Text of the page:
It’s unclear whether the passage of this deal would help him with that goal: on one hand, it would show his ability to shepherd bipartisan legislation through a divided Senate. On the other, it could dampen his support among key conservatives.
The path forward
Sunday’s announcement is a promising step for gun control advocates — but it is far from the end of the line.
The framework that was released is not final legislative text; it’s possible that changes could be made (and key supporters could be lost) as negotiators transform the outline into an actual piece of legislation.
It’s also unknown how long that process will take. Democratic leaders, who immediately announced their support for the framework, are anxious to get it through the legislative process quickly.
“Once the text of this agreement is finalized, I will put this bill on the floor as soon as possible so that the Senate can act quickly to advance gun-safety legislation,” Senate Majority Leader Chuck Schumer (D-NY) said in a statement.
Again, though, perhaps the most interesting comment on Sunday came from the Republican side of the aisle.
McConnell released a statement announcing support for the negotiations. While it wasn’t an explicit endorsement of the framework itself, he noted his appreciation for the senators who had worked on it and said the outline shows “the value of dialogue and cooperation.”
If McConnell were to support the final piece of legislation, it would be likely that quite a bit more than 10 Republicans will sign on.
Even such an encouraging statement from McConnell — a Kentucky conservative who has been loath to support restrictions on gun access — shows how unique this moment is, after the school shooting in Uvalde that killed 19 fourth-graders and rocked the nation.
What else to watch this week: More January 6th hearing
The House January 6th committee, fresh off its debut last Thursday, will hold three more hearings — though none in primetime — this week.
The panel will convene again at 10 a.m. Eastern Time today, followed by additional sessions on Wednesday and Thursday.
Today’s hearing will focus on “the big lie,” the falsehood repeatedly told by President Trump and his allies that he won the 2020 presidential election.
The hearing is expected to examine the origins of the lie, while also connecting the dots between Trump’s promotion of the lie and the eventual January 6th riot — and making the case that Trump and his allies knew it was a lie even as they continued to spread it.
Here are the witnesses who will testify today:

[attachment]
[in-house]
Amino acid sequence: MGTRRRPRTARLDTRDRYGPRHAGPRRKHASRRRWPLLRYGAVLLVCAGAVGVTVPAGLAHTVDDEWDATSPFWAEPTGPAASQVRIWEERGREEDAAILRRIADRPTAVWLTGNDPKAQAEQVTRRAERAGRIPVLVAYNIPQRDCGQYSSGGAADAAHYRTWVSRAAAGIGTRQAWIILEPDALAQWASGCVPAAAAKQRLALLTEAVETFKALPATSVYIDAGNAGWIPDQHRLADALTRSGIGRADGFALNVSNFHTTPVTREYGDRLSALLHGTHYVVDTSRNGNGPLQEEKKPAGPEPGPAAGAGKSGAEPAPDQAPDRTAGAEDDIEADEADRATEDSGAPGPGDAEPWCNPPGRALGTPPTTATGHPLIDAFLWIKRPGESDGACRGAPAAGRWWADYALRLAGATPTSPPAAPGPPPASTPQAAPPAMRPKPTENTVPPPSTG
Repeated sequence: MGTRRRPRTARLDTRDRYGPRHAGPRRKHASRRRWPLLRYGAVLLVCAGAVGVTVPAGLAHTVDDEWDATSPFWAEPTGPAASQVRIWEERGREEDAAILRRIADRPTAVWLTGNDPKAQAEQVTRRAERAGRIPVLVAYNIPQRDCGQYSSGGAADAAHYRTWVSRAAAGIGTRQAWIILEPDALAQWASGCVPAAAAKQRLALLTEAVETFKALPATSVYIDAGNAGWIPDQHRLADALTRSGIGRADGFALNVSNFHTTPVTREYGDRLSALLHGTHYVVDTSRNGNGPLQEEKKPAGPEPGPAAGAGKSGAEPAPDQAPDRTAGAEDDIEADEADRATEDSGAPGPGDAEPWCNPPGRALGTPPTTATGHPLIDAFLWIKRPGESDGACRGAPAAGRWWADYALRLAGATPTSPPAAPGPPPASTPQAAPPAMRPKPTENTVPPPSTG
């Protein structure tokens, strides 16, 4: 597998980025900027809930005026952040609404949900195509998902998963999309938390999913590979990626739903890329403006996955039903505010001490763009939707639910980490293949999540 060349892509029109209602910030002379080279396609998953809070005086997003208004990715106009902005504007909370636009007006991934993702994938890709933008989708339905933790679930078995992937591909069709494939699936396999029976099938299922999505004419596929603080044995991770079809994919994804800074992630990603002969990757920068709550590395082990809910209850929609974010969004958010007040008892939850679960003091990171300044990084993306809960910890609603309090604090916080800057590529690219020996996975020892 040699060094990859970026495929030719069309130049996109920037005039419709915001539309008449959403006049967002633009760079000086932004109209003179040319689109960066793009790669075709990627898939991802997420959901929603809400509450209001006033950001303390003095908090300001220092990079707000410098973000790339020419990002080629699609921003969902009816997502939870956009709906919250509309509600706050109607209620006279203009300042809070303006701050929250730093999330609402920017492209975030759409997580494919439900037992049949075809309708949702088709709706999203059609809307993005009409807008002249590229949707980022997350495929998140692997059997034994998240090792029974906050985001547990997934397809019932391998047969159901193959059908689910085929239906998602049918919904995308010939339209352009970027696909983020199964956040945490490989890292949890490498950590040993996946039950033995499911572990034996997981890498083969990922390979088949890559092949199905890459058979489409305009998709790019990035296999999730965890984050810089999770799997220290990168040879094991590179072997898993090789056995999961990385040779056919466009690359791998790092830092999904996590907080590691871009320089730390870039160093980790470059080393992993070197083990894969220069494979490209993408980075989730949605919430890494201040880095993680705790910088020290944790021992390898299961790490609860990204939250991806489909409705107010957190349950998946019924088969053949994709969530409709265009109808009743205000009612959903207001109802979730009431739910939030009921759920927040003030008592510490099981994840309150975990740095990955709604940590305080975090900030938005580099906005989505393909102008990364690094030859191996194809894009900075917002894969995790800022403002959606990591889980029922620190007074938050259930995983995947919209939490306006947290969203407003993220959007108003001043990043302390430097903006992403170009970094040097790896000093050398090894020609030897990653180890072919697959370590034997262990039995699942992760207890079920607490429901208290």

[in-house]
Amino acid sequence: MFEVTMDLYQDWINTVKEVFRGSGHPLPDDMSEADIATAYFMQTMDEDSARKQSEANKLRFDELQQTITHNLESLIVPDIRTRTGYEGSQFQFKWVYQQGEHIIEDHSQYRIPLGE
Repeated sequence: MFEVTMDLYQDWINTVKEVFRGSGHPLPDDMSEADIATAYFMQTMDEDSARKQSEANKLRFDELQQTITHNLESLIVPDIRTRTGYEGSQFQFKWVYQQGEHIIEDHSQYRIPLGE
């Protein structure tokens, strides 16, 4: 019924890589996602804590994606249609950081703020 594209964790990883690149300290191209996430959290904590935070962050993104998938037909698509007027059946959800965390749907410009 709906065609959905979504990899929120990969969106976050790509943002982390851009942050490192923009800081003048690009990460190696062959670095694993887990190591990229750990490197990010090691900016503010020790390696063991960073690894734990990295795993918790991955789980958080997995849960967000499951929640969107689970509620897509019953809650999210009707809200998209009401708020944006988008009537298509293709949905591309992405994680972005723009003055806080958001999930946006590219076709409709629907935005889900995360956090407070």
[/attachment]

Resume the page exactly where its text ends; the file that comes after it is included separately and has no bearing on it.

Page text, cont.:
- Bill Stepien, Trump’s 2020 campaign manager, who was by his side in the immediate aftermath of the election. He’s testifying under subpoena, so it’s unclear how “friendly” of a witness he will be. Although his roots are in establishment GOP circles, Stepien has remained in Trump’s orbit since the election, advising several candidates endorsed by the ex-president — including Harriet Hageman, who is challenging January 6th committee vice chair Liz Cheney (R-WY).
- Chris Stirewalt, the former Fox News political editor. Stirewalt played a key role at the network on Election Night 2020, when Fox provoked Trump’s ire by being first to call Arizona for Biden. Stirewalt was later fired from Fox after the election.
- Ben Ginsberg, the veteran GOP election lawyer who has rebuked Trump’s claims of election fraud.
- BJay Pak, who was appointed by Trump to be the U.S. attorney based in Atlanta, but resigned after the election amid pressure to investigate the results in Georgia
- Al Schmidt, the former city commissioner of Philadelphia, a Republican who also butted heads with Trump in the 2020 election aftermath.
Do you notice a theme among those witnesses? They’re all Republicans (or, in the case of Stirewalt, a former employee of the GOP’s favorite news channel).
Today’s hearing is clearly designed to show GOP figures — possibly even including Trump’s own campaign manager — rejecting the former president’s claims of election fraud live on television.
You can watch the hearing on the three major broadcast networks — ABC, NBC, and CBS — which are all pre-empting their regular programming once again.
CNN, MSNBC, and (in a change from last week) Fox News will also broadcast the hearing as well. Or you can watch the livestream via C-SPAN here.
More news you should know